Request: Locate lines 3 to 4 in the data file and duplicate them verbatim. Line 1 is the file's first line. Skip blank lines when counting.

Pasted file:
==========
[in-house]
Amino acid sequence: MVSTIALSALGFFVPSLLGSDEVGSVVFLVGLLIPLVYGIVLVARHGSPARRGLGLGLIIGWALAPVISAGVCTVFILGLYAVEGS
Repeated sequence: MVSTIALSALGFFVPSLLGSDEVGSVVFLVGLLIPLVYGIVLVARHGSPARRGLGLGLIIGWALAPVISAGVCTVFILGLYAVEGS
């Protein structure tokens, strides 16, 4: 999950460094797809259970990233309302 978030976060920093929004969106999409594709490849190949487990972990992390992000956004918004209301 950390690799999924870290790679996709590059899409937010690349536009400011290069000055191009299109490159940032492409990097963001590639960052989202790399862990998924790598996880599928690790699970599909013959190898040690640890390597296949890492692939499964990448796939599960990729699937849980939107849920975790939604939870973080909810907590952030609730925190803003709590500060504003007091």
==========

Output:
Repeated sequence: MVSTIALSALGFFVPSLLGSDEVGSVVFLVGLLIPLVYGIVLVARHGSPARRGLGLGLIIGWALAPVISAGVCTVFILGLYAVEGS
């Protein structure tokens, strides 16, 4: 999950460094797809259970990233309302 978030976060920093929004969106999409594709490849190949487990972990992390992000956004918004209301 950390690799999924870290790679996709590059899409937010690349536009400011290069000055191009299109490159940032492409990097963001590639960052989202790399862990998924790598996880599928690790699970599909013959190898040690640890390597296949890492692939499964990448796939599960990729699937849980939107849920975790939604939870973080909810907590952030609730925190803003709590500060504003007091």